CHICAGO (WLS) -- Pilsen resident Mer Mansuria's dream was to open a restaurant in his neighborhood and use local ingredients. Now he is the proud owner of Cafe Indigo.
Mansuria said he's been trying to grow his business, but said it's hard for him to compete against corporate money coming into the neighborhood. Now he is asking for help from his neighbors to stop gentrification of the area.
"We want everyone in the neighborhood to be able to afford here and come to eat," said Mansuria.
Not only does he want to provide great, affordable food, he said he's also looking to expand to create more jobs for Pilsen residents. The problem is, he said he's competing with the world largest coffee shop chain for a new place.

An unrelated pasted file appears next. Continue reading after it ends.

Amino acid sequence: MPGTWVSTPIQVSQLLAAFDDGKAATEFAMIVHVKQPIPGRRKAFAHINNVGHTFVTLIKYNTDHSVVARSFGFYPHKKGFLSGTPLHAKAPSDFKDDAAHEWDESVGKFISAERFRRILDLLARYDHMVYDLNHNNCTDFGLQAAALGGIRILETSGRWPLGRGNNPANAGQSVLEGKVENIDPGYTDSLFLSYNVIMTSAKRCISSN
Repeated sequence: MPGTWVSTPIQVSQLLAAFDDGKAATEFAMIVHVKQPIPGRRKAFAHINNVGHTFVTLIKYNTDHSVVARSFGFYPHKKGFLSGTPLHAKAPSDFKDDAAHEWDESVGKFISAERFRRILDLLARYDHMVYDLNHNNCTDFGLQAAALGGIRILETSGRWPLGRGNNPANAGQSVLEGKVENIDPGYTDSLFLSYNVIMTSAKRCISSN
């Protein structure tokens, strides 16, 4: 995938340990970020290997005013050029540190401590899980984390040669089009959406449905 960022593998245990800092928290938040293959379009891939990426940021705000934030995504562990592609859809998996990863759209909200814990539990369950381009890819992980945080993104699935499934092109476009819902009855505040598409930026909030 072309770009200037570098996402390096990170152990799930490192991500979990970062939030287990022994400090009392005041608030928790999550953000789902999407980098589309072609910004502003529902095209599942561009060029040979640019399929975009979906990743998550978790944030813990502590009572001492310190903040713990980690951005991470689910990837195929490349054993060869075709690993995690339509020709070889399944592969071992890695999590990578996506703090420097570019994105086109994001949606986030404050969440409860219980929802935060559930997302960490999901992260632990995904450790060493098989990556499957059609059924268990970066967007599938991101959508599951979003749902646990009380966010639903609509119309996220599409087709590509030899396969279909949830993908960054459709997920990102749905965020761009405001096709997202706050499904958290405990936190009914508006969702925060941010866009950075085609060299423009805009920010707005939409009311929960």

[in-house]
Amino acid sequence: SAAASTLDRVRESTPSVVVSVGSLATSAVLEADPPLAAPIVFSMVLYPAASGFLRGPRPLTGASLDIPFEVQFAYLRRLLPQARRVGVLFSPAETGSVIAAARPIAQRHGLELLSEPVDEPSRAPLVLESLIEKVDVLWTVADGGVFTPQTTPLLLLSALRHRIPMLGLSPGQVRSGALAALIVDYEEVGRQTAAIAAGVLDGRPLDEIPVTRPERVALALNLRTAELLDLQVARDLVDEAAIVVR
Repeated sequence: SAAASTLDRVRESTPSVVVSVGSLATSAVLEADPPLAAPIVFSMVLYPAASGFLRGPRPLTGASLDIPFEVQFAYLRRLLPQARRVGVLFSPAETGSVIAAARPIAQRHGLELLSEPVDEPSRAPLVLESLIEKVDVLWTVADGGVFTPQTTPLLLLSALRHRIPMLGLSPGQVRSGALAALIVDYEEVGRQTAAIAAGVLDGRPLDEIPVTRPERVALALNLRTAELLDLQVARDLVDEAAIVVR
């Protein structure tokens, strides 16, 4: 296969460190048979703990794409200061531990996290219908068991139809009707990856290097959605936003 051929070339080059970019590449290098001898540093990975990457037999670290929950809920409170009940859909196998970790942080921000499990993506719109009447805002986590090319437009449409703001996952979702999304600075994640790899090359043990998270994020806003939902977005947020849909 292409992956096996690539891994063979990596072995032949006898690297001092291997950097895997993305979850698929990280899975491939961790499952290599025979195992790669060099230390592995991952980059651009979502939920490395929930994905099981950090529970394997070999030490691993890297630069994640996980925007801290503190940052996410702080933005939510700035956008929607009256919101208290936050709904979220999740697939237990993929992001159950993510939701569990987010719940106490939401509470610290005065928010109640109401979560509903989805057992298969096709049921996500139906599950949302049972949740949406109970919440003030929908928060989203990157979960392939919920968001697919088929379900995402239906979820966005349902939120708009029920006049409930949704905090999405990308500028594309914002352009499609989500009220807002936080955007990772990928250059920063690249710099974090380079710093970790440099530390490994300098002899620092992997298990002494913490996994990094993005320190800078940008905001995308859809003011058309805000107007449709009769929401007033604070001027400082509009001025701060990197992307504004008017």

"The struggle is real and I've lost thousands of dollars on places I thought we were about to get and then at the last minute they took a higher bid from someone else," Mansuria said.
As new developers come, the once predominantly Mexican neighborhood is changing.
"These developers are just asking for too much that a small business really can't afford and take that risk," Mansuria said.
That campaign to keep Pilsen local stretches far beyond the local businesses looking for storefront properties. It also impacts the families who have been fighting for decades to stay in the neighborhood.
"If you can afford to live somewhere else in the city then live somewhere else in the city," said Pilsen resident Tyra Davis Jenkins.
"Part of the culture is still alive within the city, but a lot of it is changing, becoming a lot more Americanized," said Iliana Mendoza,who also lives in Pilsen.
Pilsen residents struggle to keep neighborhood local
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